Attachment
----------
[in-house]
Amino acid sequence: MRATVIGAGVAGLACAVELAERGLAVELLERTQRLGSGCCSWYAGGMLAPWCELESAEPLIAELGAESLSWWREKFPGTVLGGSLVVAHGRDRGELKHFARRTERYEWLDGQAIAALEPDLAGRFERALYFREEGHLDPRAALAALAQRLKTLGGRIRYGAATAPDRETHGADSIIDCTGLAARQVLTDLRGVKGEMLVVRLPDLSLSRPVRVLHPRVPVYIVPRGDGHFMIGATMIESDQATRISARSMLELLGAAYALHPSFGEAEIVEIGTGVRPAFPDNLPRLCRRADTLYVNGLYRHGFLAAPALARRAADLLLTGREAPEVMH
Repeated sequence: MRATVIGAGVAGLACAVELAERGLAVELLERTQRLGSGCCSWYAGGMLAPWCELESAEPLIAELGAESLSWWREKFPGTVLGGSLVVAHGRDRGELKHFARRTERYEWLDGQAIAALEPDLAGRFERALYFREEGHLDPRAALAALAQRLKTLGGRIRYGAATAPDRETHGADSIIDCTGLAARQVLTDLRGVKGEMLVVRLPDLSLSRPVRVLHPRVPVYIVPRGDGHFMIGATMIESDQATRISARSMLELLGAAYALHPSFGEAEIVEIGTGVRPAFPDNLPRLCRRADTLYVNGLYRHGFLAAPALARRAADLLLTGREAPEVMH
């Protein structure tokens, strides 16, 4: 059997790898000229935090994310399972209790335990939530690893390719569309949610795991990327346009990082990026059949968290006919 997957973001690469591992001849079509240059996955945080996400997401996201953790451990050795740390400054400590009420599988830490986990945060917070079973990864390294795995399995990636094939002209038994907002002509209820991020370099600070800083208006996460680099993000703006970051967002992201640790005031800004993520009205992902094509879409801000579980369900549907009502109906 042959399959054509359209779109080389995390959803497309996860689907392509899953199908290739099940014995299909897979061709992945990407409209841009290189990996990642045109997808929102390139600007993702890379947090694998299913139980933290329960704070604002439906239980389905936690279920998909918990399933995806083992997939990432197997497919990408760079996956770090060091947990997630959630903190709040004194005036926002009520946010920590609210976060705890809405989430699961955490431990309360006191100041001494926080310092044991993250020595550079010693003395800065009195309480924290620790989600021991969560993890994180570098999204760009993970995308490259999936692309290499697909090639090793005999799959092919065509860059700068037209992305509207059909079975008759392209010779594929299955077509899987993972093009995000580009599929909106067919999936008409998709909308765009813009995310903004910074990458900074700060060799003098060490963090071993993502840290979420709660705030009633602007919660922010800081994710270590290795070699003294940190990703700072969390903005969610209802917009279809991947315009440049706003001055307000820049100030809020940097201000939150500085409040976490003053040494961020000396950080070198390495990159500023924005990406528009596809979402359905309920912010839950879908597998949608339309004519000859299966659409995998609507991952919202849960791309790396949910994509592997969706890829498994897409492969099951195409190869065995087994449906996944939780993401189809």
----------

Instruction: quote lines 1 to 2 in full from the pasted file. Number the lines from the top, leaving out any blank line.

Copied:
[in-house]
Amino acid sequence: MRATVIGAGVAGLACAVELAERGLAVELLERTQRLGSGCCSWYAGGMLAPWCELESAEPLIAELGAESLSWWREKFPGTVLGGSLVVAHGRDRGELKHFARRTERYEWLDGQAIAALEPDLAGRFERALYFREEGHLDPRAALAALAQRLKTLGGRIRYGAATAPDRETHGADSIIDCTGLAARQVLTDLRGVKGEMLVVRLPDLSLSRPVRVLHPRVPVYIVPRGDGHFMIGATMIESDQATRISARSMLELLGAAYALHPSFGEAEIVEIGTGVRPAFPDNLPRLCRRADTLYVNGLYRHGFLAAPALARRAADLLLTGREAPEVMH